United States: Q3 GDP revised up amid inventory buildup
November 24, 2015
In the third quarter, GDP expanded at a seasonally adjusted annualized rate (SAAR) of 2.1%, according to the second estimate released by the Bureau of Economic Analysis (BEA) on 24 November. The print marked an upward revision from the 1.5% increase reported in the advance estimate, and matched market expectations. The result shows that the economy decelerated less from the 3.9% growth registered in Q2 than originally thought. Private consumption growth, the motor of the economy, was not as strong as first reported but remained on solid footing. Export growth was also revised down, but investment was stronger and inventories were much higher than initially suggested.
On the domestic side of the economy, private consumption rose 3.0%, which was below the 3.2% growth reported in the advance estimate. Non-residential fixed investment slid from a 4.1% increase in Q2 to a 2.4% expansion in Q3 (advance estimate: +2.1% quarter-on-quarter SAAR). Meanwhile, residential fixed investment grew 7.3%, which was above the 6.1% rise reported in the advance estimate. Government spending was up 1.7% in Q3, which was unchanged from the advance estimate. Moreover, business inventories presented a much smaller drag on GDP than initially reported.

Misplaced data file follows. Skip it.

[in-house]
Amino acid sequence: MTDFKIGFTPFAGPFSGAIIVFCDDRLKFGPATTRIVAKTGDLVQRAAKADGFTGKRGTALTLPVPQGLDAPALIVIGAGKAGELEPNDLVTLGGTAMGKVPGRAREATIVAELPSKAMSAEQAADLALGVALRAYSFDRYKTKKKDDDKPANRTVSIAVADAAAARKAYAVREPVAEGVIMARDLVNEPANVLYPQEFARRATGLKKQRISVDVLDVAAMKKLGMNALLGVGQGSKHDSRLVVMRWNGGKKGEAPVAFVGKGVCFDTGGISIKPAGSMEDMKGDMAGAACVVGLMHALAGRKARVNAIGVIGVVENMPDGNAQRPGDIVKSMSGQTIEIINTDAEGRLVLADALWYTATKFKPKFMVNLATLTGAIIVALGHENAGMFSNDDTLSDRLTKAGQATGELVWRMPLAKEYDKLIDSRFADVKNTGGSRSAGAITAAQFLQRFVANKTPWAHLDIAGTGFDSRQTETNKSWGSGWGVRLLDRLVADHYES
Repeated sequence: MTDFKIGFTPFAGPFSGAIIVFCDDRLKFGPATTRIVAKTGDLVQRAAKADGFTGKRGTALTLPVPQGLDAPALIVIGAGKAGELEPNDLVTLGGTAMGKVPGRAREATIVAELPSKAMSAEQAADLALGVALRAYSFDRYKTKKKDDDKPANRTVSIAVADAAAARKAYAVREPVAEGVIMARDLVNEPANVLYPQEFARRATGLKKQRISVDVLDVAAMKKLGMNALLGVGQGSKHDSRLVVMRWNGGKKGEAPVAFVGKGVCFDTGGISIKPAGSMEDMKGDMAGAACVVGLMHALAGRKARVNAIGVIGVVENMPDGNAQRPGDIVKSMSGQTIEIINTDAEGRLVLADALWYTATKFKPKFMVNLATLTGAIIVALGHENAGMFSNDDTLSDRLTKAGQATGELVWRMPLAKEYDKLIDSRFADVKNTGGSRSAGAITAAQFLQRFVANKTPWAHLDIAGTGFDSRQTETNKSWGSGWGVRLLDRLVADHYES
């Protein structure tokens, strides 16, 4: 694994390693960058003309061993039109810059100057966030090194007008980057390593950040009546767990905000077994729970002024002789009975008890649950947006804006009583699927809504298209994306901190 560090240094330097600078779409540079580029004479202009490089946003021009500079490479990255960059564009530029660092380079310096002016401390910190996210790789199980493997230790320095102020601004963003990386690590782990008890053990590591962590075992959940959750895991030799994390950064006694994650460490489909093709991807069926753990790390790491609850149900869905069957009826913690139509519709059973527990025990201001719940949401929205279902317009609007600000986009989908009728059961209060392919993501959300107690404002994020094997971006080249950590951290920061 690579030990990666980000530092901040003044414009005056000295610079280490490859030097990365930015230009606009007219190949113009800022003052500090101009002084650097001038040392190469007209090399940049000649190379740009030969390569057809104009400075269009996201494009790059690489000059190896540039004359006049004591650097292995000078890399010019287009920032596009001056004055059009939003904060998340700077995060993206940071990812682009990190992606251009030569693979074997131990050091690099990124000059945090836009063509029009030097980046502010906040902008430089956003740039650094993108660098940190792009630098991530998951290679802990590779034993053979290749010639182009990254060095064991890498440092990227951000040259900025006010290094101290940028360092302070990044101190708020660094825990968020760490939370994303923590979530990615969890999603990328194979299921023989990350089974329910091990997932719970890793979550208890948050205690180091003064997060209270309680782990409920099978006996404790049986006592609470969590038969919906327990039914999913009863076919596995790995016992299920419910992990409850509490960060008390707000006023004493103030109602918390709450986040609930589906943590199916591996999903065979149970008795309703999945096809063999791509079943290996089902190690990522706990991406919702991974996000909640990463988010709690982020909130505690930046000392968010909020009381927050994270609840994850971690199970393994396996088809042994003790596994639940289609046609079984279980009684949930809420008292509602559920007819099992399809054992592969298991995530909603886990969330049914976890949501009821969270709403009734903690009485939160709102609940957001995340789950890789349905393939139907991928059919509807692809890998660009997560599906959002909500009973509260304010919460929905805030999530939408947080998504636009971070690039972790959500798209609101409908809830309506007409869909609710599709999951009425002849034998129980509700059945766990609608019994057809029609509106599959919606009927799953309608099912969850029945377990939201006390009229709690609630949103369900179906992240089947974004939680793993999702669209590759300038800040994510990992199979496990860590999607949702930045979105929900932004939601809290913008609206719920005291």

On the external front, exports were revised significantly downward, while imports were slightly stronger than originally reported. According to the second estimate, exports increased 0.9% in Q3 (advance estimate: +1.9% qoq SAAR). This marked a massive drop from the 5.1% expansion registered in Q2. Imports grew 2.1% in the first quarter (advance estimate: +1.8% qoq SAAR). As a result, the external sector’s net contribution to overall growth deteriorated from plus 0.2 percentage points in Q2 to minus 0.2 percentage points in Q3.
Author: Carl Kelly, Economist